With the passing of the generation that lived at the time of World War II, little notice is made today of the date of infamy when on a peaceful Sunday morning on Dec. 7, 1941, enemy aircraft from Japan attacked the United States Naval Base at Pearl Harbor, Hawaii, killing 2,403 citizens of the United States and injuring 1,178 others.
On Aug. 23, 1994, the United States Congress designated Dec. 7 of each year as National Pearl Harbor Remembrance Day to be part of the nation’s Patriotic and National observances and ceremonies of the US Code.
The Congressional action said that the American flag should be flown at half staff every Dec. 7 until sunset to honor those who died as a result of the attack in Hawaii.
That doesn’t seem to be happening often in recent years.
There is little recognition of the date and the reason for remembering it.
The attack started at 7:48 a.m. Hawaiian time with the base being struck by 353 imperial Japanese aircraft including fighters, level and dive bombers, torpedo bombers launched in two waves from six aircraft carriers.
People in the United States would first hear of the attack about 2:30 p.m. as part of CBS radio World News Today.
There were only brief interruptions of scheduled radio programs with little details available for the hours that followed.
The late Henry “Al” Shelleday of the Mt. Laurel section of Hewitt was at Pearl at the time of the attack and was one of those who survived.
After World War II he had an electronics business in a West Milford storefront where residents had the opportunity to purchase washers, dryers and television sets. Shelleday was a radio communications expert during the war.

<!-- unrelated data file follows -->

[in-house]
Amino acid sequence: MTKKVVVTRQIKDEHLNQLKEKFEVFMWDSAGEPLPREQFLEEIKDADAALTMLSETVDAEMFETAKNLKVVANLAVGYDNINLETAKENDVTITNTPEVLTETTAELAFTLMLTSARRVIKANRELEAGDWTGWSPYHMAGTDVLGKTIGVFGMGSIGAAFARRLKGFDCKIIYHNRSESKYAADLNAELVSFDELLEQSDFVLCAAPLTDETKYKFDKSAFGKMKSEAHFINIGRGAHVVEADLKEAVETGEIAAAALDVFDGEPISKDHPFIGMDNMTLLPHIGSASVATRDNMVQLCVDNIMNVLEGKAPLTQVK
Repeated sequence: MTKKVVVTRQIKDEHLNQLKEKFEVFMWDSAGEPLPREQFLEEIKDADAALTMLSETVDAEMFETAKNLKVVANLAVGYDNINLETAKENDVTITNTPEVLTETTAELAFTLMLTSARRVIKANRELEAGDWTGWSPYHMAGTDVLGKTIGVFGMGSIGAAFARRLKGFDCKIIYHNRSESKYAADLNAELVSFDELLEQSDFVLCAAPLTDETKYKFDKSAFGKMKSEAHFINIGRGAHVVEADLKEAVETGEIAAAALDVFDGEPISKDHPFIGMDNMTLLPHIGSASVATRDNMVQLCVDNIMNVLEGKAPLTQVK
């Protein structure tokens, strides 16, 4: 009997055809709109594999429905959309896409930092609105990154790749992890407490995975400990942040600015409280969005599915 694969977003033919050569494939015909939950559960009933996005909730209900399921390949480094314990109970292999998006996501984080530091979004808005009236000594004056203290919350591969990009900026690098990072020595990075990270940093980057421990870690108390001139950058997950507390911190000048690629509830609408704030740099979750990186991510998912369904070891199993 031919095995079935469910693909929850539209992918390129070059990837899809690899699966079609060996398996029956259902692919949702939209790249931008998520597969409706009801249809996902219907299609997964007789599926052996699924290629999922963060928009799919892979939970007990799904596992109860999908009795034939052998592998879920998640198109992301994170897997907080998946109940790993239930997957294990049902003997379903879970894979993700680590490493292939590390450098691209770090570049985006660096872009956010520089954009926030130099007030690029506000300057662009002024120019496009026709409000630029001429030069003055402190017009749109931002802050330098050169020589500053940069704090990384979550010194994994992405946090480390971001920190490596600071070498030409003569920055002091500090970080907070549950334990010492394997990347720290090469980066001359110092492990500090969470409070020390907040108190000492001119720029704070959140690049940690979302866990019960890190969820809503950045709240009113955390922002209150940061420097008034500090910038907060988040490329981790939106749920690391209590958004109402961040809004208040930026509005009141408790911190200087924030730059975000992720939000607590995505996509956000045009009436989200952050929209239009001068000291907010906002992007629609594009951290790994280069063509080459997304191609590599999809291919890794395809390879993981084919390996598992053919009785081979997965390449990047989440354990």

On Dec. 8, 1941, the day after the attack, Congress declared War on Japan.
On Dec. 11, 1941 Germany and Italy declared was on the United States which resulted in a response of a declaration of war against Germany and Italy.
The United States was at war, and a participant in World War II.
Over seven hours there were coordinated attacks on United States holdings at the Philippines, Guam, Wake Island, the British Empire in Malaya, Singapore and Hong Kong.
Life for the American people changed greatly after Dec. 7, 1941 during three and a half years of war.
Mothers traditionally were taking care of the home and children while fathers were the breadwinners for families across the nation.
This changed when men were drafted into the army and mothers went to work outside the home in defense factories.
Kids were left to fend for themselves, with mom no longer home to get them off to school or meet them at the end of the school day.
They became latch-key children.
The number of dropouts increased significantly as young men joined the military.
Many youths of the generation said in later years they felt they were robbed of their childhood.
It was a bad time for Japanese Americans who were rounded up and housed in internment camps.
The late Bob Kochka of Echo Lake served in the occupation Army in Japan after the war.
He told stories of being welcomed by the Japanese people and said they were unaware of the war and did not have information about what was happening.
They too suffered as a result of the actions of their leaders. Life for those in Japan was hard with people suffering from hunger and other problems.
Some books report that Japanese leaders intended the attack as a preventative action to keep the United States from interfering with its planned military action in the South Seas against overseas territories of the United Kingdom and the Netherlands.
In 1940 America had made new trade sanctions that limited how Japan could trade because of that nation’s action in the war already underway which didn’t cause any love between the two nations at that time.
It was a dark time for the world and those who lost their lives defending the nation should be remembered on Pearl Harbor Day each year, say those who favor annual recognition of Pearl Harbor Remembrance Day.